Jeep is celebrating the immediate success of the 2020 Gladiator, the brand’s first pickup in almost three decades. One look at the Gladiator is enough to get prospective buyers’ minds reeling given that the pickup is heavily-based on the Wrangler JL. Let us highlight for you the areas where the Wrangler and Gladiator are similar and where they are not.
Both the Wrangler and the Gladiator are offered in the same amount of trims, all essentially the same trim levels with one diverting exception. The Wrangler and the Gladiator offer a “Sport” base along with a “Sport S” trim that adds commodities such as air conditioning, power equipment and an enlarged infotainment screen. The Wrangler “Sahara” trim is widely recognized as the luxury tier, while the Gladiator offers the “Overland” trim as its luxury trim. The top-tier trim for both the Wrangler and the Gladiator is the “Rubicon” trim, featuring a perfect vehicle for off-road use and one-of-a-kind accents.
The difference between the two vehicles is obvious, the Gladiator features an actual truck bed, while the Wrangler retains its iconic boxy SUV design. Removable doors, a windshield that folds down, available hard tops and soft tops – these are all features available to both the Wrangler and the Gladiator. Although experts disagree on the following, it seems that the Gladiator is nearly identical to the Wrangler minus the truck bed. According to critics, the Gladiator does indeed feature a classic grille with wider slats to promote better cooling as the Gladiator performs those duties expected from a truck.
On the inside, the cabin of each vehicle is quite similar to the others. The biggest difference between both interiors is the fact that there’s a particular area underneath the Gladiator’s second-row seating. Beneath the second row seats, buyers can find a lockable storage area and an optional Bluetooth speaker intended to keep the adventures going once outside the Gladiator.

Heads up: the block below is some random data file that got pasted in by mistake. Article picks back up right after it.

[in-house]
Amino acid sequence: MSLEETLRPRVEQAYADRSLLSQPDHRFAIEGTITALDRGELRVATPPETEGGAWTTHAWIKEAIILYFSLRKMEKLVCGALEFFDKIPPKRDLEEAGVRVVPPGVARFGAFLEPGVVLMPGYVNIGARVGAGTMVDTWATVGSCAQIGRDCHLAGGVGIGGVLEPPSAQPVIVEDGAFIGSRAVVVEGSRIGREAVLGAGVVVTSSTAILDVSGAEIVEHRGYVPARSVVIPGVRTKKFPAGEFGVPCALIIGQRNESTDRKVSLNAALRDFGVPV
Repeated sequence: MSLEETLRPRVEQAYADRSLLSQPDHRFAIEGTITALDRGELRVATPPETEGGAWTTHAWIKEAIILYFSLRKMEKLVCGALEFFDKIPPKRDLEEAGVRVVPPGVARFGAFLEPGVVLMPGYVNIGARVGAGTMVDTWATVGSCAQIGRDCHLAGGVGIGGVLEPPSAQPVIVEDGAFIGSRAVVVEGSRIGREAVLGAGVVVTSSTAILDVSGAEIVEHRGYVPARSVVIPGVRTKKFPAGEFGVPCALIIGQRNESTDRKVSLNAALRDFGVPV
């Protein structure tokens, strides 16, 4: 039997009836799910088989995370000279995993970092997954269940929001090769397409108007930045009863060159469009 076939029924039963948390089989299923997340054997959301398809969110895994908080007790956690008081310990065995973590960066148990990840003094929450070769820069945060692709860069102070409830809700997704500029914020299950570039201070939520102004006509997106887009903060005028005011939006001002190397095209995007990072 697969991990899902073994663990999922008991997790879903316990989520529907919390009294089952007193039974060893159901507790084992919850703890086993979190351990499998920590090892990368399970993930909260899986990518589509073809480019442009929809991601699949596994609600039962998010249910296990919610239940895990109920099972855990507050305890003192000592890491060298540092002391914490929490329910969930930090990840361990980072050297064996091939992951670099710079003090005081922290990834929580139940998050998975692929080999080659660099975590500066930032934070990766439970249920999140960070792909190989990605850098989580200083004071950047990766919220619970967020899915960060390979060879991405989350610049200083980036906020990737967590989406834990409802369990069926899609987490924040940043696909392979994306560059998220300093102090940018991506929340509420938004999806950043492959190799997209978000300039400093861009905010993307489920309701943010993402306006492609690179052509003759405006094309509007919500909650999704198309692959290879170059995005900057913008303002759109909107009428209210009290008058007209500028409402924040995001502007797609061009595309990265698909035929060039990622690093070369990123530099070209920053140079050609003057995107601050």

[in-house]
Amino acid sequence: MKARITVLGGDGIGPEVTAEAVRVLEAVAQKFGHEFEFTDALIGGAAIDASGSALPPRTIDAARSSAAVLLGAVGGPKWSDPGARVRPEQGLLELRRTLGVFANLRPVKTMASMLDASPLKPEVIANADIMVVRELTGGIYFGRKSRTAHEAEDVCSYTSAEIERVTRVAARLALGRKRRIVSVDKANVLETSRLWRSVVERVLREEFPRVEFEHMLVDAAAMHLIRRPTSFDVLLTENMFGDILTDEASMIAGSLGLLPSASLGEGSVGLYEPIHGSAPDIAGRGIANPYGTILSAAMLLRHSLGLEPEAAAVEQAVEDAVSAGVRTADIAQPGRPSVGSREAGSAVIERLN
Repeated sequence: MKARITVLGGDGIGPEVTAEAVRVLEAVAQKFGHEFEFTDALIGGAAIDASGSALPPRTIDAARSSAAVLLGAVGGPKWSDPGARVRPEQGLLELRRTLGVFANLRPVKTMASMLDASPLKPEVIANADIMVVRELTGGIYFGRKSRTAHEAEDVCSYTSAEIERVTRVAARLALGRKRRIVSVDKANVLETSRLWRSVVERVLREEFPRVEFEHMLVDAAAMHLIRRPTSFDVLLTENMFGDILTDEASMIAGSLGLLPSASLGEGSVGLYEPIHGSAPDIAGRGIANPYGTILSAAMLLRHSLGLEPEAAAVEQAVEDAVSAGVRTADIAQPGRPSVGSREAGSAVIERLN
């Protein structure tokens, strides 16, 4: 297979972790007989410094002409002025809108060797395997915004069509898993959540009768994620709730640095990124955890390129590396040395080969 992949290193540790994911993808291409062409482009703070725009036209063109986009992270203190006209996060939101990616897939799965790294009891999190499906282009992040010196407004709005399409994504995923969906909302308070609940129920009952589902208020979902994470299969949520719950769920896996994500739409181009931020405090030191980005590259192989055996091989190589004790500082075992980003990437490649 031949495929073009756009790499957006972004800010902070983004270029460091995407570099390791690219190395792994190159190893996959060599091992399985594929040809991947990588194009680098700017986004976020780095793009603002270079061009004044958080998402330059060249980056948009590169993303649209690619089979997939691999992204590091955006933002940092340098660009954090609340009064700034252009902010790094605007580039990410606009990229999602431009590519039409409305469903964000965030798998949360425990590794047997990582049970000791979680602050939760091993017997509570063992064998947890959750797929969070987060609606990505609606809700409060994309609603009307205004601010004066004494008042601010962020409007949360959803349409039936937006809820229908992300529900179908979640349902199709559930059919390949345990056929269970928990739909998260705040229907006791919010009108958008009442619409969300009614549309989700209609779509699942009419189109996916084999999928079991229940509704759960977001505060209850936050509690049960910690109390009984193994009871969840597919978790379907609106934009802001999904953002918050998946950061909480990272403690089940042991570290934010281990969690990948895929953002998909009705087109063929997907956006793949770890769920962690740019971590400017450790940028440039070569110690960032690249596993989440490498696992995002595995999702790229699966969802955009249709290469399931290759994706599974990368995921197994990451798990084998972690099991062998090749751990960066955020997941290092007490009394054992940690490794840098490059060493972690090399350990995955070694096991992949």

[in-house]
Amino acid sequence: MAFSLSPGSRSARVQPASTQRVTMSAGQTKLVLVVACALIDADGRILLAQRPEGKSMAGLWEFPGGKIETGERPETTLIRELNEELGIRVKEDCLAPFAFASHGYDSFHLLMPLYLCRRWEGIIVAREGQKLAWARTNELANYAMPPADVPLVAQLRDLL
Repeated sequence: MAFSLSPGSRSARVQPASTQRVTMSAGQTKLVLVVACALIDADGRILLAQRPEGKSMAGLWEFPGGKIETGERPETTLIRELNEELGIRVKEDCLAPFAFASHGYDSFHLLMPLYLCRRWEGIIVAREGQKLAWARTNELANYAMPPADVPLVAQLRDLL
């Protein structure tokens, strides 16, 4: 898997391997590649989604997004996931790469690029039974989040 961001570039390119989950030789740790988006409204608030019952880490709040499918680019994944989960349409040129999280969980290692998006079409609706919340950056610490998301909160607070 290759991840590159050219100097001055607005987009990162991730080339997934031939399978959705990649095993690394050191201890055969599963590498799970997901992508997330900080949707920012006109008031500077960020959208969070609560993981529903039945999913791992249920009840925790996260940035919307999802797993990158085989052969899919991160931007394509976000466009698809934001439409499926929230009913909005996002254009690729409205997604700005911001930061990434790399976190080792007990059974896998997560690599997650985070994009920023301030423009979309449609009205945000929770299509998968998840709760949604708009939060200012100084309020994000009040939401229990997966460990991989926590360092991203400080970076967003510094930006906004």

For the time being, the Gladiator is only offered with a single engine option under the hood. There’s a 3.6-liter Pentastar V6 as the only option, while a diesel engine is in the works for the Gladiator and is expected to hit the market towards the last quarter of 2019. The Wrangler, on the other hand, offers not only the same 3.6-liter V6 engine but a 4-cylinder turbo as well. In the coming months, the Wrangler is expected to get its diesel-powered powertrain just like the Gladiator. A plug-in hybrid variant is expected down the line for both vehicles as well.
Both Rubicon trims are ideally the best way to compare the off-road prowess of the Wrangler and the Gladiator. The Wrangler Rubicon comes standard with an off-road-oriented transfer case, rock sliders, 33-inch all-terrain tires, underbody skid plates, locking front and rear sway bars, enhanced fenders, and an off-road suspension. Meanwhile, the Gladiator Rubicon offers all of the aforementioned features plus additional rock protection that extends to the corners of the truck bed – parts especially vulnerable to damage due to their length.
Now that you know how to differentiate the classic Wrangler from the incoming Gladiator, we invite you to get behind the wheel of both here at Miami Lakes AutoMall. Browse our Jeep inventory at Miami Lakes Jeep and schedule your test drive today!
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